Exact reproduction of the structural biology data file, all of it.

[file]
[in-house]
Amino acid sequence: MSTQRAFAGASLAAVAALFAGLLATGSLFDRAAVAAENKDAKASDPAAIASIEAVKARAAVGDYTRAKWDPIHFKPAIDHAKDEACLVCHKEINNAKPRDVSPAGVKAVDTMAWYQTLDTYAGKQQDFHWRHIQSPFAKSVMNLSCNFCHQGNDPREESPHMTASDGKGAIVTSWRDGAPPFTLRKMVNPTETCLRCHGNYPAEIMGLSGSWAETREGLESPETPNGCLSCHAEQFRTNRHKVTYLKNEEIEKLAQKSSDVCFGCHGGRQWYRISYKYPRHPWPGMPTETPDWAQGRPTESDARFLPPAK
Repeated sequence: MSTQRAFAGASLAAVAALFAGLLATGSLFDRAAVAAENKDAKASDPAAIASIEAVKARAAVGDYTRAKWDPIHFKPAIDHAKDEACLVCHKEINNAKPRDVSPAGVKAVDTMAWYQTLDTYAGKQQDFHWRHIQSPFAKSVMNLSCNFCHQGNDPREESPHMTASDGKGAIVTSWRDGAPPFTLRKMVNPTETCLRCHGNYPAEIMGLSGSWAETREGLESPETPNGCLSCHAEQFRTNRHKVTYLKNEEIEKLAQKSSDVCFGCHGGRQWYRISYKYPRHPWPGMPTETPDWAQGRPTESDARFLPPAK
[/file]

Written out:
[in-house]
Amino acid sequence: MSTQRAFAGASLAAVAALFAGLLATGSLFDRAAVAAENKDAKASDPAAIASIEAVKARAAVGDYTRAKWDPIHFKPAIDHAKDEACLVCHKEINNAKPRDVSPAGVKAVDTMAWYQTLDTYAGKQQDFHWRHIQSPFAKSVMNLSCNFCHQGNDPREESPHMTASDGKGAIVTSWRDGAPPFTLRKMVNPTETCLRCHGNYPAEIMGLSGSWAETREGLESPETPNGCLSCHAEQFRTNRHKVTYLKNEEIEKLAQKSSDVCFGCHGGRQWYRISYKYPRHPWPGMPTETPDWAQGRPTESDARFLPPAK
Repeated sequence: MSTQRAFAGASLAAVAALFAGLLATGSLFDRAAVAAENKDAKASDPAAIASIEAVKARAAVGDYTRAKWDPIHFKPAIDHAKDEACLVCHKEINNAKPRDVSPAGVKAVDTMAWYQTLDTYAGKQQDFHWRHIQSPFAKSVMNLSCNFCHQGNDPREESPHMTASDGKGAIVTSWRDGAPPFTLRKMVNPTETCLRCHGNYPAEIMGLSGSWAETREGLESPETPNGCLSCHAEQFRTNRHKVTYLKNEEIEKLAQKSSDVCFGCHGGRQWYRISYKYPRHPWPGMPTETPDWAQGRPTESDARFLPPAK